At the end of September 2018 the Australian Psychological Society held its 2018 Congress. As conferences do, various media statements are released to generate interest in the speakers. One caught the attention of this blog. It was released on September 25 2018, and was called:
“Resilience isn’t enough to combat the effects of burnout, world renowned psychology expert says”
This sounded like it may look closely at the prevention of harm and SafetyAtWorkBlog was able to interview that world-renowned psychology expert,
Some organisations struggle to understand the prevention of harm. In September 2018 the Chartered Institute of Personnel and Development (CIPD) released its “People Managers’ Guide to Mental Health“. The guide is intended to address
“…the whole lifecycle of employment, from recruitment, through keeping people well and managing a disability or ill health at work, to supporting people to return to work after a period of absence.” (page 3)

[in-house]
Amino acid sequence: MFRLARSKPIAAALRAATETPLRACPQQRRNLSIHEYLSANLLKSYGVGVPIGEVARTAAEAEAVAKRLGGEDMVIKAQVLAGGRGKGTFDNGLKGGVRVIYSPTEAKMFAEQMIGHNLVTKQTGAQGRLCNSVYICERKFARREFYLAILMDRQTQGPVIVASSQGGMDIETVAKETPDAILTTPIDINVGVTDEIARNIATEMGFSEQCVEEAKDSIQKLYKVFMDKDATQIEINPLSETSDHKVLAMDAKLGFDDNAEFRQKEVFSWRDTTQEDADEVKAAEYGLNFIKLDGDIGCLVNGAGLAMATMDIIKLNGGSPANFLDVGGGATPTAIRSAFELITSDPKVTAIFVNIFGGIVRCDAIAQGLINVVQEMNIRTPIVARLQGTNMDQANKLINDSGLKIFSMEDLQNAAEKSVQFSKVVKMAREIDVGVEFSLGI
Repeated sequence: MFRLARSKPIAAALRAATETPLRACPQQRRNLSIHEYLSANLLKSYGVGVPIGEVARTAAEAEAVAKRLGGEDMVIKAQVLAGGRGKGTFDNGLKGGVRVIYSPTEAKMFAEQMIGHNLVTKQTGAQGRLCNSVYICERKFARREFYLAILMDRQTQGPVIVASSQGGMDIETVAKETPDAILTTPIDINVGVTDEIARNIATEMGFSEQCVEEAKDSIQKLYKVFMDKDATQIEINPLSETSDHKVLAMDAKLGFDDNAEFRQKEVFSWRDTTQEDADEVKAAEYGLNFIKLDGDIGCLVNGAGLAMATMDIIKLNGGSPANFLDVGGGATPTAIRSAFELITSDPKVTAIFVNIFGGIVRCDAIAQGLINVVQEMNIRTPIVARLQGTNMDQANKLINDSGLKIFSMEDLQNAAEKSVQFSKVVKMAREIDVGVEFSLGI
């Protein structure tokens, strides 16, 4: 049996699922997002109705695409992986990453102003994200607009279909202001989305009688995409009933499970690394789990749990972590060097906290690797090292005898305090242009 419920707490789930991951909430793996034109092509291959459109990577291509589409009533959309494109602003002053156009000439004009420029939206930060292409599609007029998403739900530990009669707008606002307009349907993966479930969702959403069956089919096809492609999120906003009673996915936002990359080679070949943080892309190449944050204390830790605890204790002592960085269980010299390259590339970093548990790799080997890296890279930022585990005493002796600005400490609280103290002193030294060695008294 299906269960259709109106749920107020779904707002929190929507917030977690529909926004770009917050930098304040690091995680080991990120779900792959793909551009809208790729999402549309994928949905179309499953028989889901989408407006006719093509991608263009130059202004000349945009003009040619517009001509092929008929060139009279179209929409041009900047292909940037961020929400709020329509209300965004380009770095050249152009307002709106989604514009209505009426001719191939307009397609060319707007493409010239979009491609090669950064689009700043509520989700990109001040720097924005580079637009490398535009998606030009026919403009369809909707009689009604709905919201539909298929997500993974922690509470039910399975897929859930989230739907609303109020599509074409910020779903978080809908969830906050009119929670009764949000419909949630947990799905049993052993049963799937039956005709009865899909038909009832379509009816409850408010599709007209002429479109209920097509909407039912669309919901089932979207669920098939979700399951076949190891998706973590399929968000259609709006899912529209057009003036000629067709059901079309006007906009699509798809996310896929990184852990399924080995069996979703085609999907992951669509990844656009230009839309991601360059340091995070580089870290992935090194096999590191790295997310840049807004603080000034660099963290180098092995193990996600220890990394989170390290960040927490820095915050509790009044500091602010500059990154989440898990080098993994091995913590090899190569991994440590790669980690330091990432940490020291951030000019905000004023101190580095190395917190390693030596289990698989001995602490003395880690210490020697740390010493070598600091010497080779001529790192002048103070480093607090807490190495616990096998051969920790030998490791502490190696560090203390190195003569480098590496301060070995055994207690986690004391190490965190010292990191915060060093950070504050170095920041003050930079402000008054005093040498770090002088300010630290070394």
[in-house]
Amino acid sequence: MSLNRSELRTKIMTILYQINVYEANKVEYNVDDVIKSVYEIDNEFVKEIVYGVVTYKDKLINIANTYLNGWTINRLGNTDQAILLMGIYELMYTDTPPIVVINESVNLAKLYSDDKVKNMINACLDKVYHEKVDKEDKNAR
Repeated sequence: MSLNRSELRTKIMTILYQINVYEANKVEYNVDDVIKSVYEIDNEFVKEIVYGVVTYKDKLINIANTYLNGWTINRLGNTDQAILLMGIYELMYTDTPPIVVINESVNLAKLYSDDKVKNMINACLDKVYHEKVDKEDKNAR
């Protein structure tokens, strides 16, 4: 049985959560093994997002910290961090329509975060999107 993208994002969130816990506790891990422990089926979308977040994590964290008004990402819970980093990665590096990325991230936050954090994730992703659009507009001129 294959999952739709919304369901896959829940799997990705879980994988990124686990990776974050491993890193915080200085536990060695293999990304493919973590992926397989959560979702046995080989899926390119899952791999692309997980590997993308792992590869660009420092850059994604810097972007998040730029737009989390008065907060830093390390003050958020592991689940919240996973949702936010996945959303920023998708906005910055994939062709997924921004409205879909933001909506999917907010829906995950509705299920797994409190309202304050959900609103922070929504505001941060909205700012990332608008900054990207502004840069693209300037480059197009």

It includes the prevention of psychological harm but in words and phrases that are very unhelpful.
The Centers for Disease Control and Prevention (CDC) has recently written about suicide prevention and the organisational structures that can contribute to poor mental health. The prominence of the CDC should result in a spate of media reports about this NIOSH Science Blog article.
Evidence of the link between the two has been building in Australia for some time through the work of several researchers. The CDC/NIOSH draws on
Australian Human Rights Commissioner, Kate Jenkins, has released the findings of the Commission’s latest survey on sexual harassment in workplaces. It is an important analysis of an improving dataset that should make actions to prevent sexual harassment more effective.
The statistical report is separate from the Commission’s National Inquiry into Sexual Harassment in Australian Workplaces and does not emphasise the role of harm prevention but it does contain references to prevention that are worth considering.
Dr Rebecca Michalak has just published an extraordinary article calling on the Human Resources profession and many others to take a good, hard look at how they treat workers who may have been subjected to psychological pressures at work.
Human Resources personnel could feel particularly hard done by but Michalak stresses that there are many players in the process of creating and managing psychologically healthy workplace and of not adequately managing psychologically injured workers. She makes her proposition clear up front: